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After nine years as a band, Uaral released their debut album Sounds of Pain in 2005. Upon my first listening of this album, I was pleasantly surprised. Up until a few days ago I had never heard of them before, and after listening to this album I’m quite upset that I didn’t listen to them sooner. Unfortunately, there isn’t a lot of information on this band, and even their Myspace is void of anything resembling a biography and their website is completely useless. All I can tell you is Uaral is a duo, with Aciago playing all instruments and Caudal performing the vocals.

The album starts off with the intro track “Lost”, comprised of ambient rainfall, an occasional horn, and the piercing wail of Caudal. However, the sound completely changes once “Surrendered to the Decadence” begins. The song is entirely acoustic, with acoustic guitar and what sounds like a flute or some other type of woodwind instrument. Additionally, the vocals in these parts are all sung in ways similar to Ulver’s Bergtatt. There are many moments in the album the sound like this; beautiful folk pieces idolizing the natural realm of life. Within these soundscapes, Uaral sounds a lot like Empyrium without actually coming off as a copycat.

Uaral also manages to break from straight folk pieces, and instead juxtaposes piano, organ, and acoustic guitar parts with double bass, electric guitar, and the throatier vocals from Caudal. At times, Caudal breaks down into nearly sobbing screams and laments in the midst of both heavier and more acoustic parts, which really gives Sounds of Pain dual feelings. At one moment the listener is stunned by the lovely acoustic songs and then is suddenly swept away in torment by the mastery of Aciago’s playing and Caudal’s tormented voice. These moods are very reminiscent of Pantheist’s Amartia, which is a great work of music to be similar to. These changes don’t happen on just a song by song basis either. On the title track, the mood of the song changes several times, which is a theme recurrent throughout the entire album. The constant mixture of feeling on this album, from bliss to melancholy, is quite immersive.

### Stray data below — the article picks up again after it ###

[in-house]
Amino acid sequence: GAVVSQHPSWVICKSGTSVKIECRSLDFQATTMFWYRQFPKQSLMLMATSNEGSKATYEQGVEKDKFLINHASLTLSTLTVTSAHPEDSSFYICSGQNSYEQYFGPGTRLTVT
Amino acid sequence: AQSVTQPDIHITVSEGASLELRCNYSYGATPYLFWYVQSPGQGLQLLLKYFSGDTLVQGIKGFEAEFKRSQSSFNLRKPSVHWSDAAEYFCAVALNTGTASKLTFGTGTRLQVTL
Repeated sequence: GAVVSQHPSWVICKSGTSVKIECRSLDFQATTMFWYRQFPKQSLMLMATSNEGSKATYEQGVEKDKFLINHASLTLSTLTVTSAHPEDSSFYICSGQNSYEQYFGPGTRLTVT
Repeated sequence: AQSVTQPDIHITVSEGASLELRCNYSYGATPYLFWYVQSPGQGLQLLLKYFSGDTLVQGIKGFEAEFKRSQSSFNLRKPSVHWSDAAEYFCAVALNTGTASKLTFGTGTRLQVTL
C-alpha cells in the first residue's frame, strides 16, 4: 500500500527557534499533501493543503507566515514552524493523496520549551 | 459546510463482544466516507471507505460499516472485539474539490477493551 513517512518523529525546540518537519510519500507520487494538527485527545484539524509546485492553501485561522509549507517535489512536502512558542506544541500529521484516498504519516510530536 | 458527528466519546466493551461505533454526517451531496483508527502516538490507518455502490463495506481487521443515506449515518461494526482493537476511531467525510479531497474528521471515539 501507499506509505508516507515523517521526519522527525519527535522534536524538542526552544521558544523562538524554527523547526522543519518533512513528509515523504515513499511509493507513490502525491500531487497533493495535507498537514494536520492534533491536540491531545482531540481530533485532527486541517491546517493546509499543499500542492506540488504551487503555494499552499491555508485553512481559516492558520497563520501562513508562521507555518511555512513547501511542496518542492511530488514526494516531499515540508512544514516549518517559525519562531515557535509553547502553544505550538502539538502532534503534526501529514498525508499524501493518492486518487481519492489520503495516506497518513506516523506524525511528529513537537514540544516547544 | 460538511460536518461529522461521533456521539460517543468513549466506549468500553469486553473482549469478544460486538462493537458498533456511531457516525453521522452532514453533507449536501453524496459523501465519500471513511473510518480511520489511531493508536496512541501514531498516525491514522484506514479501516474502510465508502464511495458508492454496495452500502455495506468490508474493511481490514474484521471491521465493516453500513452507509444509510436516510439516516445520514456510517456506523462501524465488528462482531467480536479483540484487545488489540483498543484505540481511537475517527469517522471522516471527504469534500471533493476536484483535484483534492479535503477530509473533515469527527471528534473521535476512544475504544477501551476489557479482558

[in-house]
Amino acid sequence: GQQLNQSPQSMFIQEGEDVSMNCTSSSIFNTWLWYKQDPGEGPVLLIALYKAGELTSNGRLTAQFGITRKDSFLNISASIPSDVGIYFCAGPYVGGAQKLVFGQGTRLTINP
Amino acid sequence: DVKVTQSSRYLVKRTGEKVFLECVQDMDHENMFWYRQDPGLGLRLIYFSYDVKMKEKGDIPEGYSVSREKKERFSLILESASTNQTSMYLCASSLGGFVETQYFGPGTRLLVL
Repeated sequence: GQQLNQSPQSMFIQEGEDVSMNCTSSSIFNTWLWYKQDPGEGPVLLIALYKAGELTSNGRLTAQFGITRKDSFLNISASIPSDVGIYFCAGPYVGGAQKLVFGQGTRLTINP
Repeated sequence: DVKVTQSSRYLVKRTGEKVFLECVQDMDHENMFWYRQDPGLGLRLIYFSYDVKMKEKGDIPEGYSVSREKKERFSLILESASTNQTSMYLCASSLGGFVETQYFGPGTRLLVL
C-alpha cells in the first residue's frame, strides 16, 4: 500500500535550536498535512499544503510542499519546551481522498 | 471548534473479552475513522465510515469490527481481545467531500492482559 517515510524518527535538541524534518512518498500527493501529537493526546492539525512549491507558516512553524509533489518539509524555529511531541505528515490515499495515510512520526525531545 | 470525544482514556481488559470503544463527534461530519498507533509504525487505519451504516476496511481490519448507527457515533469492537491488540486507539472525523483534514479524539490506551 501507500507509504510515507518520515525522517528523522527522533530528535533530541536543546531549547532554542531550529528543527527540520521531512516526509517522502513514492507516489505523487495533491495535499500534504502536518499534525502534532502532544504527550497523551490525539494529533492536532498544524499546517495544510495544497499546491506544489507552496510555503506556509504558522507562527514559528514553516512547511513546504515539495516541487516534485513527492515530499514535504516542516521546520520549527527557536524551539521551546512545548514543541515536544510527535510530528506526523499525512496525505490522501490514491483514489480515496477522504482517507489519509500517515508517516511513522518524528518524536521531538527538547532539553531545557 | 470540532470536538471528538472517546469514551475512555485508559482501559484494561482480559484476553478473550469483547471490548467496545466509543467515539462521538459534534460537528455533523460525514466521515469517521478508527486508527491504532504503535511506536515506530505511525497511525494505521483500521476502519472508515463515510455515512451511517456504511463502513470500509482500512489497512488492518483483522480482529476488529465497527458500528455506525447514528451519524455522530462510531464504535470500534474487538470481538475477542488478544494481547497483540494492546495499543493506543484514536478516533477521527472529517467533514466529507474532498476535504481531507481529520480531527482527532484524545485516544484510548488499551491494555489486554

The musicianship is especially impressive considering every instrument is performed by Aciago. However, it is easy to tell that drumming is not his specialty, as it is only competent and nothing more. Additionally, Caudal’s vocals are sometimes taken a bit too far regarding their tortured texture, which makes them sound a little ridiculous at times.

Overall though, Sounds of Pain is one of those albums that you have to sit back and listen to with no outside distractions in order to fully grasp the true value of the music, and to become fully immersed in the worlds which it creates and the many surprises it holds.

Performance: 9
Songwriting: 9
Originality: 8
Production: 9

Date: June 10th 2009
Author: Marcus

Source: Metal Storm

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